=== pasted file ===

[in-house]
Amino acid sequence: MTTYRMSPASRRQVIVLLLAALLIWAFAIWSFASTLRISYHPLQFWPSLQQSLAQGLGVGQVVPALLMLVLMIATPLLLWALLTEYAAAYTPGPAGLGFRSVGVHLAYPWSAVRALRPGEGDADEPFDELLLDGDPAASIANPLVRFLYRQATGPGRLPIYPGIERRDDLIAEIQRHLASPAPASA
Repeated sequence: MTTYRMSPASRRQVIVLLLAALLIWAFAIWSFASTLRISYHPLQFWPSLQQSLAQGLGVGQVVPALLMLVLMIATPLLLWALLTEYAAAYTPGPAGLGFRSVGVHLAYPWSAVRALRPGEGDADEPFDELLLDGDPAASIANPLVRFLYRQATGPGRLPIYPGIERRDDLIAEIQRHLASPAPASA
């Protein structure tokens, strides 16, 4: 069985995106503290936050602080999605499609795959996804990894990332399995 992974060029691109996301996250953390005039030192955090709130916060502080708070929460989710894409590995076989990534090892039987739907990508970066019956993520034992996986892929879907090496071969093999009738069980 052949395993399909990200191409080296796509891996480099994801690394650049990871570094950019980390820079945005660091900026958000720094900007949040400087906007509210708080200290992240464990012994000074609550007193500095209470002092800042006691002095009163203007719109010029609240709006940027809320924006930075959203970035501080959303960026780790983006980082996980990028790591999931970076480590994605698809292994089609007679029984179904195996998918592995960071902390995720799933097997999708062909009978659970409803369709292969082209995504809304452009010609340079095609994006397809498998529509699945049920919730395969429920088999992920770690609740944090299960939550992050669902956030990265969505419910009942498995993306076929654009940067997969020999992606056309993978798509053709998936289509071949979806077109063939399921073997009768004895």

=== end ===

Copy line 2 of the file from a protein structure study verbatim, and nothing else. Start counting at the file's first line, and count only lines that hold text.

Amino acid sequence: MTTYRMSPASRRQVIVLLLAALLIWAFAIWSFASTLRISYHPLQFWPSLQQSLAQGLGVGQVVPALLMLVLMIATPLLLWALLTEYAAAYTPGPAGLGFRSVGVHLAYPWSAVRALRPGEGDADEPFDELLLDGDPAASIANPLVRFLYRQATGPGRLPIYPGIERRDDLIAEIQRHLASPAPASA